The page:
Scaffolding Do’s & Dont’s


Under the Occupational Health and Safety Act 1989 (the Act), employers, persons in control of a workplace and self-employed persons must take all reasonably practicable steps to ensure that persons at or near the workplace are not exposed to health and safety risks.

Falls from height are the most common cause of death on building and construction sites, killing 16 construction workers nationally in 2003. Scaffolds are commonly used to provide temporary platforms for working at height and require detailed attention to safety matters.


Scaffold working platforms are generally rated as light, medium or heavy duty:

  • Light duty – up to 225kg per bay, suitable for work undertaken by a maximum of two people with a maximum of 65kg of tools and materials (eg. painting, electrical work and carpentry tasks). Platforms should be at least 2 planks wide.
  • Medium duty – up to 450 kg per bay, suitable for general trades work. Platforms should be at least 4 planks wide.
  • Heavy duty – up to 675 kg per bay, required for bricklaying, concreting, demolition work and other tasks involving heavy loads or impact forces. Platforms should be at least 5 planks wide.

Scaffolding of more than 4 metres in height must be erected, altered and dismantled by a
person with a certificate of competency of the appropriate class, or by a trainee under the direct supervision of a person with a relevant certificate of competency. Information Bulletin 05.01 New Certification Processes for Plant Users and Operators provides further detail.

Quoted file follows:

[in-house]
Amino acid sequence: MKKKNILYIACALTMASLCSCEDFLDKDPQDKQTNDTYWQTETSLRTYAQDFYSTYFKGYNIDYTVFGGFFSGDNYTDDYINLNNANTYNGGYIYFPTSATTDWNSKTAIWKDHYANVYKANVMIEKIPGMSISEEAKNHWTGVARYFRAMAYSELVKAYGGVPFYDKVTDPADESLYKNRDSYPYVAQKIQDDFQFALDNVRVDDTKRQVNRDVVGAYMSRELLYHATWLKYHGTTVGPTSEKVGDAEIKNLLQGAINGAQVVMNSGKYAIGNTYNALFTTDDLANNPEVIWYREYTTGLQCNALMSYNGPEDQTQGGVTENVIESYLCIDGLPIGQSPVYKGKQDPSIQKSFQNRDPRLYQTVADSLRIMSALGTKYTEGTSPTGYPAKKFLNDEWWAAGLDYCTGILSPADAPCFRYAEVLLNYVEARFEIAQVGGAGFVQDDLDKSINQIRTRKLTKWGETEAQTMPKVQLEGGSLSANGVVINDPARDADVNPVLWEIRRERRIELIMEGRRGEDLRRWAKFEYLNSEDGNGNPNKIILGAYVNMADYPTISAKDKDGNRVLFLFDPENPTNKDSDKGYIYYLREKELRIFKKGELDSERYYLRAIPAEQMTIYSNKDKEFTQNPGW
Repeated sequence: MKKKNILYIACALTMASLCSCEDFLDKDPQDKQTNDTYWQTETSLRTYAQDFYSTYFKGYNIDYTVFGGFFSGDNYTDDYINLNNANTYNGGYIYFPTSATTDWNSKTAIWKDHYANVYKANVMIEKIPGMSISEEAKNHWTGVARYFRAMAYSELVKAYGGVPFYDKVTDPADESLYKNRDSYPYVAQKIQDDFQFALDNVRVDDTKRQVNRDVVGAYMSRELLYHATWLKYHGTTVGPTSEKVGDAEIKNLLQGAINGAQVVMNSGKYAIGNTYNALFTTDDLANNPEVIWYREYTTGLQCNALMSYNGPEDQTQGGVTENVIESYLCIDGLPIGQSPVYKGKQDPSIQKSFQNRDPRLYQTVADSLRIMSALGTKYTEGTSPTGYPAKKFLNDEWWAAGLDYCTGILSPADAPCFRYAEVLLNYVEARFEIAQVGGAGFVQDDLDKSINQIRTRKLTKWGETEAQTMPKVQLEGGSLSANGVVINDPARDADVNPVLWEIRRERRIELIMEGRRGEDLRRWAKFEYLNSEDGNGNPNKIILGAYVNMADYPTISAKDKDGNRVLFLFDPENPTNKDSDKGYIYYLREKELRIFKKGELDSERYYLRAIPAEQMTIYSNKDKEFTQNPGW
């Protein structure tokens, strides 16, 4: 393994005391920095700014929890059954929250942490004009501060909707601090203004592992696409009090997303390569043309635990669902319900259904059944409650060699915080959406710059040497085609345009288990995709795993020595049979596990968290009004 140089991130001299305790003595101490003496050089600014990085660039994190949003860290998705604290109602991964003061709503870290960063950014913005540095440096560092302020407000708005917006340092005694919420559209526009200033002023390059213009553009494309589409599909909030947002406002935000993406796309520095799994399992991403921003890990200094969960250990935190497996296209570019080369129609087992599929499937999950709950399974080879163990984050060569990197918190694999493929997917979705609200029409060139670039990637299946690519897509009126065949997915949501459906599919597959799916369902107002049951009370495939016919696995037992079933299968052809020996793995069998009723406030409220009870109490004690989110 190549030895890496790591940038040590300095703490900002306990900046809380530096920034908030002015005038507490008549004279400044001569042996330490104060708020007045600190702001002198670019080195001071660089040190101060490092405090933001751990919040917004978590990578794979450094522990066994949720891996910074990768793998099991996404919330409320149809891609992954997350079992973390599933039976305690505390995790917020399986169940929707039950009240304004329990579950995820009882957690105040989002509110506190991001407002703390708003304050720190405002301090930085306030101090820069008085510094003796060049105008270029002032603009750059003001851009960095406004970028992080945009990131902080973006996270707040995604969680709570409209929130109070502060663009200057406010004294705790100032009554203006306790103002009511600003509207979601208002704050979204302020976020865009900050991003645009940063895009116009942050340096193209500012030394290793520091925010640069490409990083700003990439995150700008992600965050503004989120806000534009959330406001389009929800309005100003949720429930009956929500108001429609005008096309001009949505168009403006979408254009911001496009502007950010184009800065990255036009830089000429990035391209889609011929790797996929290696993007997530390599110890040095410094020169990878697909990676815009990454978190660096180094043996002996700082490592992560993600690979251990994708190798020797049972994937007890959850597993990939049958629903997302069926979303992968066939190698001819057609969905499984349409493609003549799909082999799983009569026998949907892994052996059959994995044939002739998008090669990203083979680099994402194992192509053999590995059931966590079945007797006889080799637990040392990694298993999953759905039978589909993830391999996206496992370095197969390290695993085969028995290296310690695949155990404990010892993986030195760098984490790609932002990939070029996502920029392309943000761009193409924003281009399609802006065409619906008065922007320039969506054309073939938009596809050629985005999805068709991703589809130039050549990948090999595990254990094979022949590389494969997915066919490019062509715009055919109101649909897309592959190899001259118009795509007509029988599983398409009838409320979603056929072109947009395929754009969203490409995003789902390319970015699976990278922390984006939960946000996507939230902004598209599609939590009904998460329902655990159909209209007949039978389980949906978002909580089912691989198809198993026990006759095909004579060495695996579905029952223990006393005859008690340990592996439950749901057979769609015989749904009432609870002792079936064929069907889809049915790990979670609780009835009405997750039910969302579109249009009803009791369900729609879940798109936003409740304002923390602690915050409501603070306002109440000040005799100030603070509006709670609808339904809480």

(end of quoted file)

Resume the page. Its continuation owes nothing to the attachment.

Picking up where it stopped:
• On a stable, level foundation with proper soleplates and baseplates;
  • Properly braced and fully planked;
  • Fitted with guardrails, mid-rails and toe boards on the working deck wherever a person or material could fall more than 1.8 metres (mesh screens may also be used to provide additional protection from falling materials);
  • Fitted with secure stairs or ladders to access the working deck.

Defective or incomplete scaffolding must not be accessed and should be sign posted “Scaffold Incomplete – Do Not Use”

Scaffolding components must be kept clear of overhead power lines (minimum clearance of 4 metres for metal and 1.5 metres for timber). Advice should be sought from the local electricity supply authority for any reduction to these clearances.

Scaffolds should be protected from impact where there is a likelihood of mobile plant operating near scaffolding, eg. using barricades, buffer rails, concrete or timber kerbs.


  • Follow the manufacturers/ suppliers written instructions
    for correct erection, use and dismantling;
  • Only use mobile scaffolds should on hard level surfaces;
  • The wheels of a mobile scaffold should be locked
    whenever the scaffold is not being moved;
  • Do not relocate a mobile scaffold unless all items have been secured against falling;
  • No person should be on a mobile scaffold when it is being moved;
  • All mobile scaffolds should have a safe, secure means of
    access to the working platform;
  • When moving a mobile scaffold, stay clear of powerlines (the scaffold
    should come no closer than 4m).
  • Do not locate a mobile scaffold closer than 1 metre to any unprotected edge or penetration, unless measures are used to prevent it crossing that point, such as a fixed fence, rail or suitably high ridge.
  • Never use scaffold guardrails to gain extra height or to support equipment or loads..

Ladders for scaffolding:

  • All ladders must be positioned internally with a slope of 1 in 4;
  • Ladders must be securely fastened near the top and bottom to prevent movement;
  • Ladders must not touch the ground and must extend 1 metre above the landing served by the ladder

Further information:

Not all hazards and safeguards involved with the use of scaffolding are given here.

Detailed guidance about the selection, installation, use and maintenance of scaffolds is provided in AS/NZS 4576 – Guidelines for Scaffolding, available from Standards Australia at or telephone on 1300 654 646